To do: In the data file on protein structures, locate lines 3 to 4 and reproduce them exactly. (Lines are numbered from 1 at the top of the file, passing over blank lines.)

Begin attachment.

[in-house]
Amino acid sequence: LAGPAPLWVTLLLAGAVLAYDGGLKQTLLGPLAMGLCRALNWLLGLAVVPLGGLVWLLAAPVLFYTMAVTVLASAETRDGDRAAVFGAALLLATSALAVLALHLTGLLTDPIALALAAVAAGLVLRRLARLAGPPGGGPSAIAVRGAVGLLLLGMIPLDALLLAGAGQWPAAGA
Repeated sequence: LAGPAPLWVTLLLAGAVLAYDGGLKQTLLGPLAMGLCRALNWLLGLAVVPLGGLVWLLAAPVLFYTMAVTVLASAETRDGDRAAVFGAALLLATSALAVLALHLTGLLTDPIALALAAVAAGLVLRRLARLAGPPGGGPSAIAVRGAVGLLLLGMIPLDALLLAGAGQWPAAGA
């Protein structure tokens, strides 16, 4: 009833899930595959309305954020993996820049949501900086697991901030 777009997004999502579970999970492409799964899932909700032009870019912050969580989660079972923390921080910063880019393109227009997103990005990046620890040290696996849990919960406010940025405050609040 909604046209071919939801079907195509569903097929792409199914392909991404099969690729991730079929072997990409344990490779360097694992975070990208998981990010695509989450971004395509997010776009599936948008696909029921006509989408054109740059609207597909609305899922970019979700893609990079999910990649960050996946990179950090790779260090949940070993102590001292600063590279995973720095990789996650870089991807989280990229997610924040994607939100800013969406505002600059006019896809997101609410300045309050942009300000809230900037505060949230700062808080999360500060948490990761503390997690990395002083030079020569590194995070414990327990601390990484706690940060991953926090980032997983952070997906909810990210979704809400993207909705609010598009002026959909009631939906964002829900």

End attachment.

Repeated sequence: LAGPAPLWVTLLLAGAVLAYDGGLKQTLLGPLAMGLCRALNWLLGLAVVPLGGLVWLLAAPVLFYTMAVTVLASAETRDGDRAAVFGAALLLATSALAVLALHLTGLLTDPIALALAAVAAGLVLRRLARLAGPPGGGPSAIAVRGAVGLLLLGMIPLDALLLAGAGQWPAAGA
């Protein structure tokens, strides 16, 4: 009833899930595959309305954020993996820049949501900086697991901030 777009997004999502579970999970492409799964899932909700032009870019912050969580989660079972923390921080910063880019393109227009997103990005990046620890040290696996849990919960406010940025405050609040 909604046209071919939801079907195509569903097929792409199914392909991404099969690729991730079929072997990409344990490779360097694992975070990208998981990010695509989450971004395509997010776009599936948008696909029921006509989408054109740059609207597909609305899922970019979700893609990079999910990649960050996946990179950090790779260090949940070993102590001292600063590279995973720095990789996650870089991807989280990229997610924040994607939100800013969406505002600059006019896809997101609410300045309050942009300000809230900037505060949230700062808080999360500060948490990761503390997690990395002083030079020569590194995070414990327990601390990484706690940060991953926090980032997983952070997906909810990210979704809400993207909705609010598009002026959909009631939906964002829900």